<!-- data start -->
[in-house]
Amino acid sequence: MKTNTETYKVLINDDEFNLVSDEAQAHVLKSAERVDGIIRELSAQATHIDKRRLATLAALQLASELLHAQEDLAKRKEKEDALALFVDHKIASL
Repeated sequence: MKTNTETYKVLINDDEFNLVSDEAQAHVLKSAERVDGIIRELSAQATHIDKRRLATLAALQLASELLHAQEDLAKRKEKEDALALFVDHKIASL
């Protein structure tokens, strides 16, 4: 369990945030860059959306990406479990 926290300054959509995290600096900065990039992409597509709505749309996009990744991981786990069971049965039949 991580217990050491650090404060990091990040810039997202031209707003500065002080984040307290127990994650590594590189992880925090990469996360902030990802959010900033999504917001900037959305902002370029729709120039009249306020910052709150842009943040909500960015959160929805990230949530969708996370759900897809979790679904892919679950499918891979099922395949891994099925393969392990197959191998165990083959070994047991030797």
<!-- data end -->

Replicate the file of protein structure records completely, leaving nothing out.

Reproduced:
[in-house]
Amino acid sequence: MKTNTETYKVLINDDEFNLVSDEAQAHVLKSAERVDGIIRELSAQATHIDKRRLATLAALQLASELLHAQEDLAKRKEKEDALALFVDHKIASL
Repeated sequence: MKTNTETYKVLINDDEFNLVSDEAQAHVLKSAERVDGIIRELSAQATHIDKRRLATLAALQLASELLHAQEDLAKRKEKEDALALFVDHKIASL
């Protein structure tokens, strides 16, 4: 369990945030860059959306990406479990 926290300054959509995290600096900065990039992409597509709505749309996009990744991981786990069971049965039949 991580217990050491650090404060990091990040810039997202031209707003500065002080984040307290127990994650590594590189992880925090990469996360902030990802959010900033999504917001900037959305902002370029729709120039009249306020910052709150842009943040909500960015959160929805990230949530969708996370759900897809979790679904892919679950499918891979099922395949891994099925393969392990197959191998165990083959070994047991030797």